No one knows exactly what Miranda understands or sees or hears. Autism blocks off this child from the world--cutting off her speech, limiting her social skills, and keeping her attention focused on a few obsessive interests.
Maybe it feels to Miranda as if her home is a maze of dark tunnels with occasional patches of light. Here, in a circle of light, are her computer, her plastic horses, and her dolls. Downstairs is her bowl of Beefaroni. Now she reappears in the kitchen, seats herself, and shoves in some noodles, then stomps back upstairs.
"She's upset, I think," offers Sharon. "I don't think she's sick. She is eating. Something at school may have upset her."
"Does she know why she's upset?" I ask.
"You sometimes don't know for sure," Sharon replies.
There is no simple test to confirm autism. A recent surge in diagnoses has some experts debating whether the condition is on the rise and, if so, why (see "Is There an Autism Epidemic?" page 242).
But what researchers have come to agree on is that autism is a "spectrum" disorder. In other words, it's not a condition with a single set of symptoms. Instead, affected children face different challenges and there are different levels of severity. This flies in the face of the media image of autism-Dustin Hoffman's monosyllabic idiot savant in Rain Man, for example, or a child rocking back and forth in a corner, refusing to make eye contact The experiences of families dealing with autistic spectrum disorder (AS D) offer greater variety-and more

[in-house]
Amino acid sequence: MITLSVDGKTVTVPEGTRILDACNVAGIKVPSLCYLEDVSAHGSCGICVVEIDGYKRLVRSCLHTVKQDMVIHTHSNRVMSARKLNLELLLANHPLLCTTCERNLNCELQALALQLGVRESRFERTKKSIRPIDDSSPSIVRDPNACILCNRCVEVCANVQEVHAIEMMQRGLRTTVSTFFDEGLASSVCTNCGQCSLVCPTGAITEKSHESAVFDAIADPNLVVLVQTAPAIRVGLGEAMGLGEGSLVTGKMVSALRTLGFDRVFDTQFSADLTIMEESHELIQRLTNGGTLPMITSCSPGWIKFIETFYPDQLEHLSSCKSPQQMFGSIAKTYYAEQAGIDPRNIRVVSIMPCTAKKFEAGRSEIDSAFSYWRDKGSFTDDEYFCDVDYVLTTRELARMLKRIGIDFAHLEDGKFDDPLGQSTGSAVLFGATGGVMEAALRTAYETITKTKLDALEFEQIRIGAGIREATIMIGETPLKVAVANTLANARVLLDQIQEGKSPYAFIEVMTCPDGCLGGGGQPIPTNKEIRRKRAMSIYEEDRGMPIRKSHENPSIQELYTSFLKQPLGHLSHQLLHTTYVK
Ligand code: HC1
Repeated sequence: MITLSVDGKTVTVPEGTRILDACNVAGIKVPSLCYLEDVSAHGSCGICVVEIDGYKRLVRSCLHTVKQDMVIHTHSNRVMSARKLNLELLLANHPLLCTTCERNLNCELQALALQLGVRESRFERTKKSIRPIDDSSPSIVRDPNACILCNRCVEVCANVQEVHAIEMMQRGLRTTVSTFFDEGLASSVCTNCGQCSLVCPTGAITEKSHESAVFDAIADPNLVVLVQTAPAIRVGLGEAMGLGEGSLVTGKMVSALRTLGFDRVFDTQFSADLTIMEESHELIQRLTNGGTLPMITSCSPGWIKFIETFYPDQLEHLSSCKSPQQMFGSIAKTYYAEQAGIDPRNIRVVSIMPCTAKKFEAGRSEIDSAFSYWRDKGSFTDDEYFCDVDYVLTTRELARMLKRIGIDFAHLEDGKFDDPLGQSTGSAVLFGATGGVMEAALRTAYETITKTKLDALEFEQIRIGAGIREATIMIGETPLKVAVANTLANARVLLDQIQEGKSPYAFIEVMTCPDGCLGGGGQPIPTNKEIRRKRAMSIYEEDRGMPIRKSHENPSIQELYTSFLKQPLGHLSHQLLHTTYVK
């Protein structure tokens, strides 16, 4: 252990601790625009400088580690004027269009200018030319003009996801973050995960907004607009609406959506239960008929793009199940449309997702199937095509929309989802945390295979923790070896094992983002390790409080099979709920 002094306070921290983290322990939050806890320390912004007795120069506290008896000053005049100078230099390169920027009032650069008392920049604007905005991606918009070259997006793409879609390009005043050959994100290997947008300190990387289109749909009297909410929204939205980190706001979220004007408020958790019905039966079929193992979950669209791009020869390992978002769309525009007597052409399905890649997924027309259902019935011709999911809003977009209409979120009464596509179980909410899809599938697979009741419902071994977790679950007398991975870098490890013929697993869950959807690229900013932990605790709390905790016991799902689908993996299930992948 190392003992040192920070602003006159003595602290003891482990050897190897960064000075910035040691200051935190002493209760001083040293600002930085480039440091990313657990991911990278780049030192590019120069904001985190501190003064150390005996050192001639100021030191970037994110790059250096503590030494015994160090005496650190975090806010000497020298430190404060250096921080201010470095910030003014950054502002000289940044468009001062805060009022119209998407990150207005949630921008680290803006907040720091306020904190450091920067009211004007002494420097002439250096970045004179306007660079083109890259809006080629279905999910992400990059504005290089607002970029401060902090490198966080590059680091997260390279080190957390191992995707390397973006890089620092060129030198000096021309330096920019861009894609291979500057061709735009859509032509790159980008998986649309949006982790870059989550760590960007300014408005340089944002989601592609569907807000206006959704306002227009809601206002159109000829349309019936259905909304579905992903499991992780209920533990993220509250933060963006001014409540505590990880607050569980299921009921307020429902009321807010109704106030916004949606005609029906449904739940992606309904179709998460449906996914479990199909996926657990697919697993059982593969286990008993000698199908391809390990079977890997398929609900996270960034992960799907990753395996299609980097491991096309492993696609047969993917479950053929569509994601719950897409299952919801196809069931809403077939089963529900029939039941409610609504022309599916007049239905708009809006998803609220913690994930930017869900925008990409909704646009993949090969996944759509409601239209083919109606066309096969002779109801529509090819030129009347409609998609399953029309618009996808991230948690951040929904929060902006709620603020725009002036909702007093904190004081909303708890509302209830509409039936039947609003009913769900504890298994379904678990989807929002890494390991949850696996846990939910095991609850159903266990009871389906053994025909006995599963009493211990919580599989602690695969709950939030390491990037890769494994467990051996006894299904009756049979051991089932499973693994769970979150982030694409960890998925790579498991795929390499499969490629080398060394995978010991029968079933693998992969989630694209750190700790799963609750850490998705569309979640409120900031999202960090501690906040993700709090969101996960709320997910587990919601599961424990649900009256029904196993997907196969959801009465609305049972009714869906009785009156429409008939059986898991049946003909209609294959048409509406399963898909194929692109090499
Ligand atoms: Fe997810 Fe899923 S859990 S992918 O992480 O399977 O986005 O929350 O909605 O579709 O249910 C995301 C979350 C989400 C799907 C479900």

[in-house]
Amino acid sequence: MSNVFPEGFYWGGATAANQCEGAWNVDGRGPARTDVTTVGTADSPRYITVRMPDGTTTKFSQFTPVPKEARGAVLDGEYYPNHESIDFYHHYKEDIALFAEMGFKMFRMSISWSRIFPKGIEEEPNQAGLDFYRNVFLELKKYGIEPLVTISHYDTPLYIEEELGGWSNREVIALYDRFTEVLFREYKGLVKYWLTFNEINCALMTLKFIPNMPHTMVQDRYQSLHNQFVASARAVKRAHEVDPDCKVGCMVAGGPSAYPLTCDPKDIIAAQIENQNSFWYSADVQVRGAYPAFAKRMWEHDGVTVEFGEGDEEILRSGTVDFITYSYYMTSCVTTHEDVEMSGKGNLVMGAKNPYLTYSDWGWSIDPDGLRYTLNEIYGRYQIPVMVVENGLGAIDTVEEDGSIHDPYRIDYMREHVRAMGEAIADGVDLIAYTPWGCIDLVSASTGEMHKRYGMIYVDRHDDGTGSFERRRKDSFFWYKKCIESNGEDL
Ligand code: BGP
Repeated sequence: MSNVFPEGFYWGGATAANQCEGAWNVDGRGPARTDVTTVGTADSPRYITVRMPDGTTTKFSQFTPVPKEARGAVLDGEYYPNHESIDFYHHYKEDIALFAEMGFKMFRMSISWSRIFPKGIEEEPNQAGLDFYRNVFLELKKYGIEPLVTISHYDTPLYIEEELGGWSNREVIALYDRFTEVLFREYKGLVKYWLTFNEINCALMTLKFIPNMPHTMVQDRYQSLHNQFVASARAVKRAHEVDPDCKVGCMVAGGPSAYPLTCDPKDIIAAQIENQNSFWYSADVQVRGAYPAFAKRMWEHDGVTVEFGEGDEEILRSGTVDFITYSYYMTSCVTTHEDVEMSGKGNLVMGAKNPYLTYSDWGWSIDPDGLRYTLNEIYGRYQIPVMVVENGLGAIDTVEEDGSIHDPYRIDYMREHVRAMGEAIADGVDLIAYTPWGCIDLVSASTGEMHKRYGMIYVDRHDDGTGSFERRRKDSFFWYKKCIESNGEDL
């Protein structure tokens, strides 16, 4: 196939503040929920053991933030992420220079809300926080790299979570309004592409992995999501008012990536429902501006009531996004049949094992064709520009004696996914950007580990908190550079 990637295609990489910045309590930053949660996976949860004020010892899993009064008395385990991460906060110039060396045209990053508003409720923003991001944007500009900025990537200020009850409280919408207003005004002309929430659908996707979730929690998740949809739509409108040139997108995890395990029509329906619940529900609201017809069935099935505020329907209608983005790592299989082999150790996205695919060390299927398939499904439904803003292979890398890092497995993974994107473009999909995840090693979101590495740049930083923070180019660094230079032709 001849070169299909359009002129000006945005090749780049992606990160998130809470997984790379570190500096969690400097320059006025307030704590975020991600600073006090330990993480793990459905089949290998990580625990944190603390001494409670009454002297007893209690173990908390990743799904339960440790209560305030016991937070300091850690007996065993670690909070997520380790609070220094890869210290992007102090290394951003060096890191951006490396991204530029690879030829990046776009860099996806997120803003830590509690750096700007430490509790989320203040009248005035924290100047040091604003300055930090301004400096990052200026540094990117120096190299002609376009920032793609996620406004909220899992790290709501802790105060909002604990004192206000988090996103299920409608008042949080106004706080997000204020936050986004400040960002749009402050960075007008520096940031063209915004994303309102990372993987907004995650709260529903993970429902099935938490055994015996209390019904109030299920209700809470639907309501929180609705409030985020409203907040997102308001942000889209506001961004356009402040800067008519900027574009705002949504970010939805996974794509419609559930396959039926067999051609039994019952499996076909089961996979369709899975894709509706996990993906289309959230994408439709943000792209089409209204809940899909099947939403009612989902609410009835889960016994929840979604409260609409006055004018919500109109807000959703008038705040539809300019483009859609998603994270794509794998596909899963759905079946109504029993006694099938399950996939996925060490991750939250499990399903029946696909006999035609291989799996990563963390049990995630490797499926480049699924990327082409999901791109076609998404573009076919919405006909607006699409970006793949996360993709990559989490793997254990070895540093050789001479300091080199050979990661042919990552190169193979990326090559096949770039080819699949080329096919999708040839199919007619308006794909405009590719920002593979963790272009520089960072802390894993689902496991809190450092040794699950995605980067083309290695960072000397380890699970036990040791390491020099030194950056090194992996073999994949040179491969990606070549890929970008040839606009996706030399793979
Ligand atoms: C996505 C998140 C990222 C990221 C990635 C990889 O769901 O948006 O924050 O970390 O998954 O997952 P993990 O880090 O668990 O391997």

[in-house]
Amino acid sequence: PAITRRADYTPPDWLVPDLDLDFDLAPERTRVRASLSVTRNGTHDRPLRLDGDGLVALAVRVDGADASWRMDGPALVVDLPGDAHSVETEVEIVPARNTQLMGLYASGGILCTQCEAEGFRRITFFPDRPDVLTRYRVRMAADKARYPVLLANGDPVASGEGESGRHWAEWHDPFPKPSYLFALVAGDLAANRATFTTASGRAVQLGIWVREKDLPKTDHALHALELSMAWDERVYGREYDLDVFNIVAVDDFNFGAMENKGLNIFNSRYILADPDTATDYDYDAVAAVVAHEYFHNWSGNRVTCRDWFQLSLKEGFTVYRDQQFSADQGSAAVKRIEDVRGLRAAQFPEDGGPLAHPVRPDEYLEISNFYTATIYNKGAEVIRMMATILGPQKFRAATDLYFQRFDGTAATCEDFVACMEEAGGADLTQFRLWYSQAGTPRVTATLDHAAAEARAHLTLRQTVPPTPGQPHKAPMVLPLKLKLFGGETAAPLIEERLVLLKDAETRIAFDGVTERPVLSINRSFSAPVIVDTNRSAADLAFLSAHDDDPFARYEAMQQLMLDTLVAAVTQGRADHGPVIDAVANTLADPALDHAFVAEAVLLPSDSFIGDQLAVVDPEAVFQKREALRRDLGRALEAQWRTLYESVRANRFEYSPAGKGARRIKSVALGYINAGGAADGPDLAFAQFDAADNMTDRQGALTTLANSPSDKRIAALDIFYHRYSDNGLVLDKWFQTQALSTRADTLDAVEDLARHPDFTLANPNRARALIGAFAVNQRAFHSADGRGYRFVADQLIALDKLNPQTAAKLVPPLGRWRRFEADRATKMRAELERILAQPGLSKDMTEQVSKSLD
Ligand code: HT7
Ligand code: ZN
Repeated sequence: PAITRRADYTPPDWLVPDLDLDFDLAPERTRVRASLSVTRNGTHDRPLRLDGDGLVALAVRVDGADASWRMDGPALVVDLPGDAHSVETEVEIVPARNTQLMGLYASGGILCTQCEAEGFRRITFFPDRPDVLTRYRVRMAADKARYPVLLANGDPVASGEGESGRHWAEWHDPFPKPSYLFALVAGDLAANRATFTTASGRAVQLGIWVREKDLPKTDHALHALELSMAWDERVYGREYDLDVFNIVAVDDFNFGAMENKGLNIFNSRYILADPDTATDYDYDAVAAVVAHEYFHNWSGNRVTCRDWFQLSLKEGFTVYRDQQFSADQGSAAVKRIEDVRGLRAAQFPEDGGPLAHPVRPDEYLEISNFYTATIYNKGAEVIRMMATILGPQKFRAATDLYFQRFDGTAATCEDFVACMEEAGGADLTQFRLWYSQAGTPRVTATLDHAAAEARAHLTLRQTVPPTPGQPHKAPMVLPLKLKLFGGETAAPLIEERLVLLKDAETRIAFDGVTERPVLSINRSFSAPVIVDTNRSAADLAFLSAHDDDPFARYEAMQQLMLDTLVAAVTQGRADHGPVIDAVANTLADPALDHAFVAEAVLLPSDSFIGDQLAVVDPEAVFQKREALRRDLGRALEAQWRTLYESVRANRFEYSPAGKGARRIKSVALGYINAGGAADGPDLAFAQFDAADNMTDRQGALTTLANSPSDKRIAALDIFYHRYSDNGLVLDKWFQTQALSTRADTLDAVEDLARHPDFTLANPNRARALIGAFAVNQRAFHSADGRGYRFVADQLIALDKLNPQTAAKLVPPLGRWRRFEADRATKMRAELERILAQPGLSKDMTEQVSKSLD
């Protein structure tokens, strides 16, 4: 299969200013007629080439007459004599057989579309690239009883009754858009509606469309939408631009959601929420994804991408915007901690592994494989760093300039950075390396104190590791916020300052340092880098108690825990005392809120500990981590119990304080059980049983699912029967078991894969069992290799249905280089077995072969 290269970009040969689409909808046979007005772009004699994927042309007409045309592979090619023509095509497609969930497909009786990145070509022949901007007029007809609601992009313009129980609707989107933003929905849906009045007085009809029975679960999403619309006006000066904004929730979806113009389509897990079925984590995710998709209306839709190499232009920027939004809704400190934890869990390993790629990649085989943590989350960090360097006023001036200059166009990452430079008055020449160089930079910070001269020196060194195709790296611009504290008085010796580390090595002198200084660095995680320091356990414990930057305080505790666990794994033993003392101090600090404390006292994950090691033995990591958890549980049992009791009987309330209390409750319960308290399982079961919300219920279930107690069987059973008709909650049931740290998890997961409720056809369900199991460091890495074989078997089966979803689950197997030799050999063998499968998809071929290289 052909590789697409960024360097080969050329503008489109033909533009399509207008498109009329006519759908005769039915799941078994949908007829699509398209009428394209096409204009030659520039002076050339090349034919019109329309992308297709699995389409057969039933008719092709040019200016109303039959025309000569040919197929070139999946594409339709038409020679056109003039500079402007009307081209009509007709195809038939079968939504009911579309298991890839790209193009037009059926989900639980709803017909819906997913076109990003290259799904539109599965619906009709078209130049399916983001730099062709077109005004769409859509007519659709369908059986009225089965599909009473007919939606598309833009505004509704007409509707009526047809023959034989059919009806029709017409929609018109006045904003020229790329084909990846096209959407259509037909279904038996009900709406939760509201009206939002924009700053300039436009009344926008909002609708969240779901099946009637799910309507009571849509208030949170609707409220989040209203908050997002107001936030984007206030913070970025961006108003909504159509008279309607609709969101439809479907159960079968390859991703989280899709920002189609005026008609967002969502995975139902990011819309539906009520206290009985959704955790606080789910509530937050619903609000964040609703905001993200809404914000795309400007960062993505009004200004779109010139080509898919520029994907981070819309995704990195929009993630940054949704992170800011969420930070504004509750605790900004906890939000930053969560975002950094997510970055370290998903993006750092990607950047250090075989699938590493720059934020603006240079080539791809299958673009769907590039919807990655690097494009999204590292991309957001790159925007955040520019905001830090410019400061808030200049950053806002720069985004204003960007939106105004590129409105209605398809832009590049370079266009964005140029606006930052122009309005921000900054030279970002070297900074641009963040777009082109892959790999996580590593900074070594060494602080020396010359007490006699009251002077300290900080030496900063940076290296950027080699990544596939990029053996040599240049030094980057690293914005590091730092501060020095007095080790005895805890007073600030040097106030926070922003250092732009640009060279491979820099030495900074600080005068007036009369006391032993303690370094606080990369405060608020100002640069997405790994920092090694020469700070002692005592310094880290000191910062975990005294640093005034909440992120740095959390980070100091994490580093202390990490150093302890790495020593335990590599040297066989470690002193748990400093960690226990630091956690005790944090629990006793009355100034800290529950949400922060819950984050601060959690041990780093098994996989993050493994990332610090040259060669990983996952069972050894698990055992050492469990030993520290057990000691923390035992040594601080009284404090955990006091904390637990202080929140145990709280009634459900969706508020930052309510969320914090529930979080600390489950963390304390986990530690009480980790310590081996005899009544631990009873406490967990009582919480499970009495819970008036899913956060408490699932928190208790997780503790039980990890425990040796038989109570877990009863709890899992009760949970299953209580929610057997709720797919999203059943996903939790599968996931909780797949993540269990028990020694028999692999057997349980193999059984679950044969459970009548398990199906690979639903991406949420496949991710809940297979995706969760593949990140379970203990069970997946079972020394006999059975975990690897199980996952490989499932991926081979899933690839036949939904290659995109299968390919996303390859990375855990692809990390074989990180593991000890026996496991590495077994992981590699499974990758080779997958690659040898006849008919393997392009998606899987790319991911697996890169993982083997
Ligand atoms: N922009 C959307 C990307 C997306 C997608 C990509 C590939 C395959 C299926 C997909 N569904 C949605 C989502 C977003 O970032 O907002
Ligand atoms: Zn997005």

hope-than these grim stereotypes suggest.
Earlier diagnoses also have made it possible for children to get started with aggressive therapies when the brain is considered more "plastic"-more capable of change. Treatments range from speech, occupational, and physical therapy to social skills programs and counseling services that help these kids cope with stress. All of this help is making a difference: Thirty years ago, an affected child might have been institutionalized; today, children with autism remain at home with their families and are integrated into their neighborhoods and schools, with the chance of reaching much higher levels of academic- and social-achievement.